White Sox’ Tim Anderson tells it like it is: ‘I’ve got to get better’ on defense
The American League’s All-Star starter at shortstop took a hard look at his own play during the first half of the season. It was far from perfect.
LOS ANGELES — Tim Anderson isn’t here to talk a big game.
It’s kind of a change of pace, if we’re being honest.
Instead, the White Sox shortstop and leadoff man, who will start for the American League in Tuesday’s All-Star Game, is taking a hard look at his own play during the first half of the season. It was far from perfect.
“Right when you think you know it all, you don’t,” he said before a light workout and some spirited Home Run Derby watching at Dodger Stadium. “You’ve got to learn and get better.”
Anderson’s .310 average, sixth-best in the AL, is nothing for a 2019 batting champion and 2020 runner-up to apologize about. This is the rare offensive player who rolls out of bed lining a base hit the other way, even if he has slumped to the tune of a .230 average and .278 on-base percentage in July. The whole league knows by now: Anderson is elite with the bat.
But what about the rest of it? Once you start needing both hands to count a player’s base-running blunders, something is amiss. And then there’s Anderson’s defense, which at times is no issue at all but at others is about as smooth and painless as a shingles outbreak. He has 11 errors in 253 chances, the kind of failure rate that says, “You know, somebody around here might want to think about moving me to second base.” Not that there’s any chance of that happening — nor should there be — but it’s a backward step after Anderson had only 10 errors (in 432 chances) all last season.
“Fielding,” he said, “I’m still learning how to do that. I’m still growing in that aspect.”
Confidence is a major component of Anderson’s game, but there’s always room for honesty like that. Anderson needs to tighten things up and get better, and simply must be better if the Sox — .500 and in third place in the AL Central — are going to be better. He’s the guy who makes them go.
He’s also the guy who listened to speculation about the Sox possibly bringing in Manny Machado to play shortstop in 2019 and clapped back by all but guaranteeing he’d have a career year. Hello, batting title.
And the guy who said at spring training in 2020, before the pandemic shut things down, “There’s nobody better than me. There’s nobody who can stop me.”
And the guy who said during last year’s All-Star festivities in Denver, “I want to be the best player to ever play this game.”
There were no proclamations along those lines a day before his second All-Star Game and first All-Star start. He was low-key about his place in the current pantheon of big-time big-leaguers.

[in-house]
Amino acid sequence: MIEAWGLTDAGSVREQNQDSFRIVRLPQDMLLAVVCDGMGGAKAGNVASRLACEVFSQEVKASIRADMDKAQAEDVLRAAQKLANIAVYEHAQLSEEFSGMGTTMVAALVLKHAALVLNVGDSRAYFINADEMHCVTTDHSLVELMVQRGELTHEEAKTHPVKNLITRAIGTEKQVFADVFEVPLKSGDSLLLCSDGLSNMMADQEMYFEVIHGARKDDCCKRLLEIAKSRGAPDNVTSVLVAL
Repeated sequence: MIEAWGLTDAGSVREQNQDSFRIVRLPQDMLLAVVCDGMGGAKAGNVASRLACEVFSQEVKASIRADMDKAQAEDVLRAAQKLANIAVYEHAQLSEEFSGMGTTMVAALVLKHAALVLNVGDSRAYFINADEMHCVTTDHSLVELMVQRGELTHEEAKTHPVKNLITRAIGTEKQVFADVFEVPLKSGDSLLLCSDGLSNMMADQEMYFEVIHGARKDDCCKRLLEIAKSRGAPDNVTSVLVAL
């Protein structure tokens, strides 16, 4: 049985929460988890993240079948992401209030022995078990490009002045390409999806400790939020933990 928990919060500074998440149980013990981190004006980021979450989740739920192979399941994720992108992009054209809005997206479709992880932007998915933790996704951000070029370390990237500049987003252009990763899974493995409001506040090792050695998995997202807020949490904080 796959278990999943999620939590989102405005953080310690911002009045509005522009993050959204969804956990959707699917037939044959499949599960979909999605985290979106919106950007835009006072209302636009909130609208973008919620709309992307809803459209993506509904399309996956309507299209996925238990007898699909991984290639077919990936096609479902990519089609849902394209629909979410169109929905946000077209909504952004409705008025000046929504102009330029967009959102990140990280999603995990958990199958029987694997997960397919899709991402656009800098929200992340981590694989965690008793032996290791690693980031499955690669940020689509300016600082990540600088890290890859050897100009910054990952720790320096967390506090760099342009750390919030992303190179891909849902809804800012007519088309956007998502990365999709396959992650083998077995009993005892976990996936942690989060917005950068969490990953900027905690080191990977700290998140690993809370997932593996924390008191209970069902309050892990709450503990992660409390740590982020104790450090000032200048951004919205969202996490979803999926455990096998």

“I never imagined being a starter or even being in an All-Star Game,” he said, “so it’s definitely a blessing and I’ll always be thankful for it.”
And he was low-key about if and how the Sox can save their season, choosing not to predict a division title explicitly.
“It was challenging, not being able to play to the max of what your potential is,” he said. “It definitely can be frustrating sometimes. But it’s also part of the process of learning and growing. Now that the first half is over, we can go back to the drawing board and understand what we did wrong in the first half [and be] better for the second half. …
“Hopefully, we can make the fans and you guys happy at the end of the day.”
Meanwhile, let’s not overlook Tuesday. Don’t forget, Rays manager Kevin Cash didn’t find an at-bat for Anderson during last year’s game. Cash wasn’t the only one who was bummed out about it afterward.
“Hopefully, I can get two or three at-bats and really be here for the memories and experience,” Anderson said.
Before his breakout in 2019, Anderson was a question mark — a hitter and defender with obvious athletic tools but little reliability in either area. People didn’t see him as a future All-Star, Anderson knows. They didn’t see his potential, he says. He’s not even certain that he saw it.
“I was playing just to play,” he said.
Wanting to be the best led him to take the game more seriously than he had before. Midway through a backward season with the glove, he’s of a mind to redouble his efforts and tell it like it is.
“If you’re the best at something,” he said, “you really don’t have any room to get better because you know it all. I don’t [know it all]. But it’s good to struggle sometimes, because that’s how you learn.”